Or could you schedule five hours a week for customer interviews to understand what they are struggling with, rather than what you want to sell?

Look for a margin of safety

Graham first introduced this investment concept before Warren Buffett intervened to explain it,

You do not try to buy companies worth $ 83 million for $ 80 million. You leave yourself a huge margin. When you build a bridge, you insist that it can carry 30,000 pounds, but you only drive 10,000-pound trucks. And this same principle works in the investment.

Your job is to avoid paying too much for any investment in your business, no matter how exciting. Determine what is worth something and the minimum you can pay. This gap gives you more margin to fail if the investment or purchase does not materialize.

For example, spending all your profits in a Facebook advertising campaign that you hope to convert will be an invitation to disaster.

Similarly, expecting a single customer's contract to maintain light is an invitation to sleepless nights. what will you do when they leave?

Rebellions can be built on hope, but not businesses! Instead, consider your ability to fail at the beginning of any new business project.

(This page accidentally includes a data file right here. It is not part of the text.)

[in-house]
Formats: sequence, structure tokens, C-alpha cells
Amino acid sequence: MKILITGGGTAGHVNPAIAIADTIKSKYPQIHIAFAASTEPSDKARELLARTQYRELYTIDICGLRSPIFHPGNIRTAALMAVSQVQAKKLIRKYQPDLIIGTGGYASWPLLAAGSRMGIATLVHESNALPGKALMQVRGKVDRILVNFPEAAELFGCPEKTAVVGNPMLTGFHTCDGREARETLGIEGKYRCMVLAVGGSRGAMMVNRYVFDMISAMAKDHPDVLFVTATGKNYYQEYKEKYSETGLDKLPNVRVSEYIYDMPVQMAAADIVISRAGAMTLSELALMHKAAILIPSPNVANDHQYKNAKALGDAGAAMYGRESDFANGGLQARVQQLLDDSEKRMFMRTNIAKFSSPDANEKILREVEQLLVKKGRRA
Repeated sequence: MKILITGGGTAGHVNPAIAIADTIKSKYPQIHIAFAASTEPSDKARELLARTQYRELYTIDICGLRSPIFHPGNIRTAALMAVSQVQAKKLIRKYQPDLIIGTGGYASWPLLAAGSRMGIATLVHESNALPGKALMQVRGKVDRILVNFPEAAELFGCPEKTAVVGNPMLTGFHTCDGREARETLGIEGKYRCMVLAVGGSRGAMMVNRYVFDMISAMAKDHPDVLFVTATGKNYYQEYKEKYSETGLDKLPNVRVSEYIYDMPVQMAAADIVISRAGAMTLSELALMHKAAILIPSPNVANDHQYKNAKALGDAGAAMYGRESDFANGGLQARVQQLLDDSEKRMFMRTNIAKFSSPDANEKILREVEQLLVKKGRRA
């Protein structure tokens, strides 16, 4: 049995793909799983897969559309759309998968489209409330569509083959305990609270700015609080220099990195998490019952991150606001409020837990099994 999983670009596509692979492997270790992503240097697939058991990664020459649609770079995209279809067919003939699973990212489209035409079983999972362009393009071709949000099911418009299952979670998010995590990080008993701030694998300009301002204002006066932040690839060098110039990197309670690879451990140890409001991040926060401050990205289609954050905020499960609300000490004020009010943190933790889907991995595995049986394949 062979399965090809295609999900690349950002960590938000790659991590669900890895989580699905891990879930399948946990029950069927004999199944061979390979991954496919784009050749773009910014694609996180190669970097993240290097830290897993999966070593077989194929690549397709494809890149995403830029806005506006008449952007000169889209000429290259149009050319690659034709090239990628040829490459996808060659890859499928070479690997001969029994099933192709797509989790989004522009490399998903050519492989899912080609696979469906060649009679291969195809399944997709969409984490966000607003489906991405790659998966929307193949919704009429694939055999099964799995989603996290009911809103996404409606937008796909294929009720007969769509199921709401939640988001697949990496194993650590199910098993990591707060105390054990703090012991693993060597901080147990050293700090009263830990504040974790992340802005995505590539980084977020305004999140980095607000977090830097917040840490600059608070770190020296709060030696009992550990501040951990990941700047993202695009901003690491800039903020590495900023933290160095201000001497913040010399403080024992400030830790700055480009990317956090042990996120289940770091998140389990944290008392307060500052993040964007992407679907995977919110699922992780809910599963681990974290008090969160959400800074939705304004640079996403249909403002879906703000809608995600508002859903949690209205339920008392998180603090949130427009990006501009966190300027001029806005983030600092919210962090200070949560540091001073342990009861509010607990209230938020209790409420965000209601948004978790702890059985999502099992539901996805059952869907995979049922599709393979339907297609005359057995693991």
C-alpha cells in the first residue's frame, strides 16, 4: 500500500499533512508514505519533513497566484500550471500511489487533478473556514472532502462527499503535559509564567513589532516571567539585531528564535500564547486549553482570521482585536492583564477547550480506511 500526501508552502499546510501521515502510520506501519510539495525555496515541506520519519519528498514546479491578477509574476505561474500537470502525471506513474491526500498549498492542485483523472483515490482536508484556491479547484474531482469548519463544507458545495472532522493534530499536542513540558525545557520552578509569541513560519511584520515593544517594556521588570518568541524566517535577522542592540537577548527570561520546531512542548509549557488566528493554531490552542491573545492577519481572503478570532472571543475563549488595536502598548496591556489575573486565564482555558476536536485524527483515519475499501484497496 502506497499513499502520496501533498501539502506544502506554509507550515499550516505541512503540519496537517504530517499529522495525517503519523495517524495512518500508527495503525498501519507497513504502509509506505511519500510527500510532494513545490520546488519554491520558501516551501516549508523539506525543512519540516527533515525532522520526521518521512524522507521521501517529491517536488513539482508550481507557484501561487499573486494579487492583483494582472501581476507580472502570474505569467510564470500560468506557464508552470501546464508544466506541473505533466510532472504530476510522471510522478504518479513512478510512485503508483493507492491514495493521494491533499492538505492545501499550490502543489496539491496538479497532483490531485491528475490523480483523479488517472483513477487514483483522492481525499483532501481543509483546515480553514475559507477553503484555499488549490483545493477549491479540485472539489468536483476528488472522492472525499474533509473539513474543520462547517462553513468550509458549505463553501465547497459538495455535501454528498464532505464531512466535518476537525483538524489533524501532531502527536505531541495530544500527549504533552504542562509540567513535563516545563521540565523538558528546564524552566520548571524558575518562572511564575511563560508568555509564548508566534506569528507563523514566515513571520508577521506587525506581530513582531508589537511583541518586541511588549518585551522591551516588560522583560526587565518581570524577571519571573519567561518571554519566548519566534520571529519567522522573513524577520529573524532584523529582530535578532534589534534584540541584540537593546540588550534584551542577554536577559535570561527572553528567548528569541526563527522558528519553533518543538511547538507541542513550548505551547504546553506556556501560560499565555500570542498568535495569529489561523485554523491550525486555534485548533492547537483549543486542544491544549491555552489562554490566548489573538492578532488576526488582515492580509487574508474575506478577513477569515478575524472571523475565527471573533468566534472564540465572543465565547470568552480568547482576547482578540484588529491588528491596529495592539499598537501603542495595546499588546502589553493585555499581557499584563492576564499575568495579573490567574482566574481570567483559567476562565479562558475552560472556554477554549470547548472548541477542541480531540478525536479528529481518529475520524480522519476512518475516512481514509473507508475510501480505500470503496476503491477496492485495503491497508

Smart tip

Although Graham published his book in 1949, he focuses on timeless principles rather than datable tactics.

Just ask Warren Buffett, who built a legacy by applying his mentor's recommendations.

Even if you are not concerned with stocks, stocks and options like Buffett, you can still apply many of Graham's principles to investing and making decisions about your business.

Decisions via Shutterstock

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Investment via Shutterstock

Even Warren Buffett has a mentor.

Benjamin Graham was an American investor and economist and the author of one of the most famous financial books of all time: The smart investor.

The Oracle of Omaha said about Graham and his famous financial book:

I've adopted an investment philosophy that has not really changed since I've read the book … It's Ben's ideas that have pushed me in the right direction.

Whether you are an entrepreneur, investor or other, Graham's lessons will help you find financial success faster.

Know thyself

"But investing is not about beating others in their game. It's about controlling yourself at your own game." – Benjamin Graham

In the book, Graham proposes the existence of two types of investors: enterprising and defensive.

An enterprising investor is willing to take more risks to grow his resources.

A defensive investor wants to protect what he has at all costs.

The trick is to find out what type of investor you are based on your personality type and your risk ability.

For example, you may be able to tackle marketing, writing, advertising, customer service, product development, etc., but should you?

Overwhelmed by Shutterstock

It is very unlikely that you have the skills to perform all these activities at a high level.

Assuming you understand your strengths and weaknesses, focus on what you excel at or like to do. Then work towards outsourcing or delegation of your means.

Manage your risks